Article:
The contact startled her from her reverie and she sucked air in quickly through her teeth and spun around defensively.
He stepped back, hands raised with his palms up to show her that he wasn’t planning to hurt her in any way. Realizing her over-reaction, her defiant scowl melted into a calm expression marred by a pink stain rising in her cheeks.
“I’m so sorry.” He spoke quietly; not so much for her benefit but for the nature surrounding them. “I didn’t mean to startle you, I only wanted to see if you were alright.” His low voice sounded alien to him. He hadn’t spoken in…what?…more than 5 days?
“No,” her voice was unsteady, “it is I who must apologize. You were only being kind.”
The melodic lilt in her voice was comforting and familiar, but one he hadn’t heard in years.
“You from Waterford?”
She tilted her head in curiosity “Kilkenny, actually. You know Ireland?”
“I lived there for a time.” He paused for a moment contemplating whether he should give any more information to this perfect stranger and decided that at least his name wouldn’t hurt, “I’m William…well, Liam to most.”
“Is that short for Sabrina?”
The corner of her mouth turned up in a sly smile “No. Just Brigh. B-r-i-g-h.”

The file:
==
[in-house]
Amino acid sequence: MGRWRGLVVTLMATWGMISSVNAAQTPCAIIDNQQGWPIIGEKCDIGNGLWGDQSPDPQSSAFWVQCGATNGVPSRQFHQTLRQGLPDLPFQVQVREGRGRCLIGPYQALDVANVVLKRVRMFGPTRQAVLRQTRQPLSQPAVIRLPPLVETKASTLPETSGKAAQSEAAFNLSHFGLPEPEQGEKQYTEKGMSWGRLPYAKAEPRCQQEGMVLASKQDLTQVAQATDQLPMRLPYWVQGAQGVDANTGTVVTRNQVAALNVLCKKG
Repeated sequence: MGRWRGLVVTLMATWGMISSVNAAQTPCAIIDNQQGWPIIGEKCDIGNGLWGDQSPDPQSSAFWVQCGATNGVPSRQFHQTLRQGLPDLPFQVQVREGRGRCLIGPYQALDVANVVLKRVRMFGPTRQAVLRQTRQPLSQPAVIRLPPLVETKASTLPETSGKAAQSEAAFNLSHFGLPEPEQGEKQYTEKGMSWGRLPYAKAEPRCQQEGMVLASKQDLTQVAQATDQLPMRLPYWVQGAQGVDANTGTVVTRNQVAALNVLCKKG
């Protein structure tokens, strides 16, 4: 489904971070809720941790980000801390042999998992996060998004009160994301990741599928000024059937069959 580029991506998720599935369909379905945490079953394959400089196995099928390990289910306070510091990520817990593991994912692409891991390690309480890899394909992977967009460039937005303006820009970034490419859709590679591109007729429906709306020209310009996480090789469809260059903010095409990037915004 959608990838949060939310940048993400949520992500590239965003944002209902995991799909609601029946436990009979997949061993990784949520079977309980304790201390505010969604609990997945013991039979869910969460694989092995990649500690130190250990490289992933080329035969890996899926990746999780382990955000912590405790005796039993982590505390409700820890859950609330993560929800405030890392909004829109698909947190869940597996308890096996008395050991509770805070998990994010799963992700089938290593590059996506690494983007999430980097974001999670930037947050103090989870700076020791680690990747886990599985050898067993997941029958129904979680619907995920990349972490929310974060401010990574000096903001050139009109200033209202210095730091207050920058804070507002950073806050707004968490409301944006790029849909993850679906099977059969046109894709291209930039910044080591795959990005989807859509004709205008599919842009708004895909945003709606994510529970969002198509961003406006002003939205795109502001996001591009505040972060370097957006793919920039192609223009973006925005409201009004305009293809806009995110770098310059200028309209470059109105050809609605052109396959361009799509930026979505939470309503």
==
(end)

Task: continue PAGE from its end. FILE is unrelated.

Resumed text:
He chucked a bit, “You are irish, aren’t you?”
” ‘Fraid so,” her quiet laugh matched his.
They stood for a moment just staring at each other. Their mutual shock of finding another person in this pristinely undisturbed environment still reverberating in the air. Taking in her appearance he noticed, as he had before, that she was an experienced hiker; if the fact that she was even in this place didn’t give that away, her clothes did. Brigh had the fair complexion and red hair easily associated with the irish, but her eyes were unique. They were the color of dark amber and, it seemed, the longer he looked at them the brighter they burned.
Conversely, Brigh was making her own assumptions about Liam. What struck her most was his stature; he was very tall and thin. He’s almost too thin, like a reed. If she hadn’t run into him in this wilderness she never would have pegged him as “outdoorsy” let alone a hiker who was worth his weight in salt. There was something in his face, though. Trustworthy was the only way she could put it into words; which was certainly strange for her, as her trust for people was limited if non-existent.